It is easy to skim over the ways the plants are fed by the fish held in the aquaponic systems. Often the simplistic comment that fish poop feed the fish is used. While this may be partially true, there are a lot of ways places where nutrients in aquaponics systems enter. The main one, of course is from the food provided to the fish. There is very rarely anything else added to the system so the majority of the nutrients in aquaponics systems used by the plants are directly related to the feeding process itself, but there are other sources as well.
One of the major places where ammonia is produced is across the gills of the fish. As they respire, ammonia is passed out. Of course the feces produce a lot of organic solids. Uneaten food will fall to the bottom and rot, again producing lots of dissolved nutrients in aquaponics systems as well. The plants up above, though are not looking to pull organic solids from the water, they are interested in inorganic compounds. The video by Dr. Nate Storey offers a clear look at the way the nutrients added by the food and possibly entering with water changes are used in the system, and why some of them may not be available immediately.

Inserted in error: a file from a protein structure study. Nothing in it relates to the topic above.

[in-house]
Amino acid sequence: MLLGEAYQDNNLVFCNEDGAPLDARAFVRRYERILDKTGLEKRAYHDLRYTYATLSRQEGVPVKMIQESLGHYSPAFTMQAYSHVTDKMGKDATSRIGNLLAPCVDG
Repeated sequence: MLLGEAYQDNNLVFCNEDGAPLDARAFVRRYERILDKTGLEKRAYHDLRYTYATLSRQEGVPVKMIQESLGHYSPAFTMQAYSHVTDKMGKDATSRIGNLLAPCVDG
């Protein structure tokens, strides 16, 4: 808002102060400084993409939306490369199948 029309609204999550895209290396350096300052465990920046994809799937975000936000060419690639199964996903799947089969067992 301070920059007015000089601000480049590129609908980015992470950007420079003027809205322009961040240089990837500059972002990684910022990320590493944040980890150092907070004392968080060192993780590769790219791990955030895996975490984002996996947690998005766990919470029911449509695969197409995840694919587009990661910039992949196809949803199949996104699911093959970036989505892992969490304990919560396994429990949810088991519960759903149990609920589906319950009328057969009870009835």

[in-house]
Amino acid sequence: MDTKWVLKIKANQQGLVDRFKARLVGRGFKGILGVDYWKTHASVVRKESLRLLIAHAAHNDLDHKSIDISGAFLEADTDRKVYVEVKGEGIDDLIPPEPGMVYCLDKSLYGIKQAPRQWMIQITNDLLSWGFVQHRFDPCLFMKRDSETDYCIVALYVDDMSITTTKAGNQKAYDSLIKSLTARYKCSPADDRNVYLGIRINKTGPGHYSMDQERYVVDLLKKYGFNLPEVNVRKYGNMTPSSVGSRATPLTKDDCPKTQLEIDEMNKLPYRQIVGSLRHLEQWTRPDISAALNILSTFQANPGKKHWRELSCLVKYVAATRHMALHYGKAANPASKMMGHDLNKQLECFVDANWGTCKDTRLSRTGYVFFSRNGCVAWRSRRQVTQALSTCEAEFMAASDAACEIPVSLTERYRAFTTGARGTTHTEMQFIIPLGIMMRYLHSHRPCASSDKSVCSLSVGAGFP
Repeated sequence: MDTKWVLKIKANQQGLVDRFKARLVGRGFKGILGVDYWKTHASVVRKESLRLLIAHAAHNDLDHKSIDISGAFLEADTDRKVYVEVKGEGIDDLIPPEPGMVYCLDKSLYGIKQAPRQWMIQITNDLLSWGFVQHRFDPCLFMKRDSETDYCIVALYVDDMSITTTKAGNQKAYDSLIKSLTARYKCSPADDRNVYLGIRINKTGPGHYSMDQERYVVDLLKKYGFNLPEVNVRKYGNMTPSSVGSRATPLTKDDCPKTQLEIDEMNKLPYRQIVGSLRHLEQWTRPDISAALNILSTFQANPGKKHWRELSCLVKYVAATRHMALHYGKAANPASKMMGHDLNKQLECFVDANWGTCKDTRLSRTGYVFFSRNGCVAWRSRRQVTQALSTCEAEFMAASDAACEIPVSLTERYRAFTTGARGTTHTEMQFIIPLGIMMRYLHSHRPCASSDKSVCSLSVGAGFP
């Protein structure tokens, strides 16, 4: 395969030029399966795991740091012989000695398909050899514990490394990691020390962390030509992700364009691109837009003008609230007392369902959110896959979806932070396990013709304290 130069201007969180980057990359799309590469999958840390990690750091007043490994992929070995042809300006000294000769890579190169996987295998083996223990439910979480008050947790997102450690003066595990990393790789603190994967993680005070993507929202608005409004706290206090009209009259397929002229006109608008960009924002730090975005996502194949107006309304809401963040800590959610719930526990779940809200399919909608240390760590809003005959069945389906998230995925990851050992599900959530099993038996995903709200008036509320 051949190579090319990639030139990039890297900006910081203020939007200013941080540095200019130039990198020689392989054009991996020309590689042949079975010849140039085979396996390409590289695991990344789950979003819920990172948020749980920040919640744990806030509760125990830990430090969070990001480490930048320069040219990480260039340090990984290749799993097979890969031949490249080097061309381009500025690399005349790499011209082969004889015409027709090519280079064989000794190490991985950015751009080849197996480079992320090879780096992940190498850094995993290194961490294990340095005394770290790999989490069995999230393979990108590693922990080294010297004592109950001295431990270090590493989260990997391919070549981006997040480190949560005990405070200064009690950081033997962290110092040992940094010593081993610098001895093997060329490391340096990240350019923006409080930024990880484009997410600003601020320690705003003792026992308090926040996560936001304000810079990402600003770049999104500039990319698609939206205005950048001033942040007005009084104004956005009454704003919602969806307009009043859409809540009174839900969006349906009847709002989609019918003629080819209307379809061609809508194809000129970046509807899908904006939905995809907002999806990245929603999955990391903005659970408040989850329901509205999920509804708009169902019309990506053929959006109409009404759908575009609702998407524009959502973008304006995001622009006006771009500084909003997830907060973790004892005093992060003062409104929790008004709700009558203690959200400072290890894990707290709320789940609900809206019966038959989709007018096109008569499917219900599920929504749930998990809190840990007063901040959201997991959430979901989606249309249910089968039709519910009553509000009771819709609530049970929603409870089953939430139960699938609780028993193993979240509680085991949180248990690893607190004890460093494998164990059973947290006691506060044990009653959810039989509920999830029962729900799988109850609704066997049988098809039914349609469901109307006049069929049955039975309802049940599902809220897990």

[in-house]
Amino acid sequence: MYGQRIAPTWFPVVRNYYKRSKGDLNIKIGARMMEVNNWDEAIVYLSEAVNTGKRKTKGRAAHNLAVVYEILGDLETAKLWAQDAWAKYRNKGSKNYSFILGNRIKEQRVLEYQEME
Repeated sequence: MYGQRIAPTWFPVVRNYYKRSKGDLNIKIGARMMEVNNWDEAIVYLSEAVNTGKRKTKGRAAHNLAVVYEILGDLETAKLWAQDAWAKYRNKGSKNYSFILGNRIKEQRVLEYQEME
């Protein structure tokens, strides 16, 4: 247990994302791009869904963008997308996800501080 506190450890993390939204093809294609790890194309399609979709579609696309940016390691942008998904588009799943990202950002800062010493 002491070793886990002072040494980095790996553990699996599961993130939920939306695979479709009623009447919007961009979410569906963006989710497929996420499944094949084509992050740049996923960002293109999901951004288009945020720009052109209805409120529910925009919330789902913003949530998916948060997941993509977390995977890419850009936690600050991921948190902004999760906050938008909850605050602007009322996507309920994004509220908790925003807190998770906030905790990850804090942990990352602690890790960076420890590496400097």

Nutrients In Aquaponics Systems Are Not Always Immediately Available
There are a large number of nutrients required by both the fish and the plants. But often the importance of other “invisible” areas are forgotten. The fish may digest the food they eat, but it takes the tiny bacteria to mineralize those wastes into viable nutrients for the plants. Nitrate, phosphate and many other compounds are the inorganic building blocks that grow the plants. Nutrients in aquaponics systems can be available immediately for the plants, or they might have to go through a number of levels of the food chain before they finally can be used by the plants as useful nutrients in aquaponics systems.